"Adding streaming information makes the chart a better representation of music consumption activity," says Silvio Pietroluongo, VP of charts and data development at Billboard. "While an extremely valuable measurement, album sales would mostly capture the initial impulse only, without indicating the depth of consumption thereafter. Someone could listen to the album just once, or listen to one track or a number of tracks 100 times. We are now able to incorporate those plays as part of an album consumption ranking throughout one's possession of an album, extending beyond the initial purchase or listen."
It's the inevitable next step in music. In fact, I'm surprised it wasn't incorporated sooner!
"With current On-Demand audio play counts exceeding 100 billion so far this year, this method of consumption has redefined the way success is measured in the music industry," says David Bakula, SVP Industry Insights, Nielsen Entertainment. "Nielsen's recent Music 360 report reveals that streaming has seen substantial gains in popularity with consumers, with nearly 80 percent of music fans reporting that they have streamed music in the last six months."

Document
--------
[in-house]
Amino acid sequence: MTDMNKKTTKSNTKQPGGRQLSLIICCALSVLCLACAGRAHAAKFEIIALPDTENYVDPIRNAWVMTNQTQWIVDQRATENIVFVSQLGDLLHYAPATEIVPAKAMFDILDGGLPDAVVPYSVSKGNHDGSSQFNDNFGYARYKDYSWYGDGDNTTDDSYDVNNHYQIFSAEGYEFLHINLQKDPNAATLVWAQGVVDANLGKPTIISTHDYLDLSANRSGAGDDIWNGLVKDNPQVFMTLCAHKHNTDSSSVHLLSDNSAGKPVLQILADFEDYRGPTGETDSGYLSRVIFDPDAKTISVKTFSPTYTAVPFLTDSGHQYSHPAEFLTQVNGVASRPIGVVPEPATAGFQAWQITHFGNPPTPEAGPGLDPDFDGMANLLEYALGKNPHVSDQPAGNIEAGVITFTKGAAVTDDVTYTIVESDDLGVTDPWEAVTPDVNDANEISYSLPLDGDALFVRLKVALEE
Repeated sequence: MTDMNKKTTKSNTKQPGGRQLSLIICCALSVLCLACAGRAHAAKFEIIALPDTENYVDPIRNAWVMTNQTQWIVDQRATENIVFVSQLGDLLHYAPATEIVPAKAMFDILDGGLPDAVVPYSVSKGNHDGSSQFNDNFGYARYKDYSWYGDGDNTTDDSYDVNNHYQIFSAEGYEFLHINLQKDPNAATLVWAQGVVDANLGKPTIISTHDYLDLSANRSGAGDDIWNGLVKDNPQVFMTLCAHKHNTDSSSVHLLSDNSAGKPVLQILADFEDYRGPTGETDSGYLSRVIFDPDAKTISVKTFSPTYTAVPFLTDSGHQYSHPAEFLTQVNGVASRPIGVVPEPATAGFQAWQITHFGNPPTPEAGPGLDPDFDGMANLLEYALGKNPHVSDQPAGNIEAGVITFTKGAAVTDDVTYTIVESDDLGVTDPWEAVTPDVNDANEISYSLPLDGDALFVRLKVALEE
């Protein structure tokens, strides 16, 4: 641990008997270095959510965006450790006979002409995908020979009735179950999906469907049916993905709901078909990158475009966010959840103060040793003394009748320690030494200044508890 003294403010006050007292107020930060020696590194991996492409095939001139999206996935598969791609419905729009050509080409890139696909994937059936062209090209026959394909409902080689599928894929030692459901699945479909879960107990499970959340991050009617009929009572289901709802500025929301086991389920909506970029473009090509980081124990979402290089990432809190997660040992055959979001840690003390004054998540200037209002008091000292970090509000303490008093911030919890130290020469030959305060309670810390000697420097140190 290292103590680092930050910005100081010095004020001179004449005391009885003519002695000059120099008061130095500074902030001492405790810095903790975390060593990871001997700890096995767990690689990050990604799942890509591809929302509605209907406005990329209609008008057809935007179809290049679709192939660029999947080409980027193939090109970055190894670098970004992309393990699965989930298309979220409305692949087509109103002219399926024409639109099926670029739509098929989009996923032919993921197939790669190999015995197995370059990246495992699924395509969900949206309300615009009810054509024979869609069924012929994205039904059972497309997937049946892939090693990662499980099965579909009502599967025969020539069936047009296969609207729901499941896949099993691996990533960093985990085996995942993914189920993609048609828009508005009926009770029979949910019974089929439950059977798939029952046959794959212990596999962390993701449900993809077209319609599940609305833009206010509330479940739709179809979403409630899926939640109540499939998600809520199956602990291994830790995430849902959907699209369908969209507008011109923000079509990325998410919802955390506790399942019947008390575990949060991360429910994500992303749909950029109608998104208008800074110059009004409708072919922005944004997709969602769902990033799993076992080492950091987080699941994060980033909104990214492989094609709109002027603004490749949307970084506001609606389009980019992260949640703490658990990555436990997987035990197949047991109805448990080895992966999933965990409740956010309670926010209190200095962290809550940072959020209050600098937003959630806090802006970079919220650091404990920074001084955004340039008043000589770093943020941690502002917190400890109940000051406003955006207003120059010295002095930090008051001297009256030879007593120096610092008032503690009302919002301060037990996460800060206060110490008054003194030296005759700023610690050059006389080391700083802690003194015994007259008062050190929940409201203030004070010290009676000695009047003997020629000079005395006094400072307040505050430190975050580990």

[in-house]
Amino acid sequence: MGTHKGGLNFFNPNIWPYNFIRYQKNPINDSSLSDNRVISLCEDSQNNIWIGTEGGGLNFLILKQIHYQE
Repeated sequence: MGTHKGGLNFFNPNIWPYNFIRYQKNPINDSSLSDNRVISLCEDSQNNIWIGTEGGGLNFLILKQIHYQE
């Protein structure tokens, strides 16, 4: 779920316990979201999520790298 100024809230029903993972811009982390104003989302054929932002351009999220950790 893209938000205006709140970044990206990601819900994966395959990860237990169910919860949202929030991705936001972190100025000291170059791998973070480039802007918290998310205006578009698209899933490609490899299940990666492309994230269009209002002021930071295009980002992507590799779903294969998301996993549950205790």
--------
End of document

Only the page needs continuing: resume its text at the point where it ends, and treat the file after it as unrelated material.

"The new methodology for the Billboard 200 is a welcome and necessary evolution of Nielsen and Billboard's album chart data. The ways in which fans consume music, and the ways in which music is monetized, have grown beyond the traditional metrics of album sales," said Darren Stupak, executive vice president of U.S. Sales and Distribution, Sony Music Entertainment. "Music consumption in today's marketplace is a diverse mix of access and acquisition, including on-demand streaming, track and album downloading, and physical product purchasing. The introduction of this expanded scope chart brings the Billboard 200 more closely in line with the multi-platform, multi-format experience of music fans."
The new chart will include sales from Thanksgiving week, one of the most active weeks in music throughout the entire year.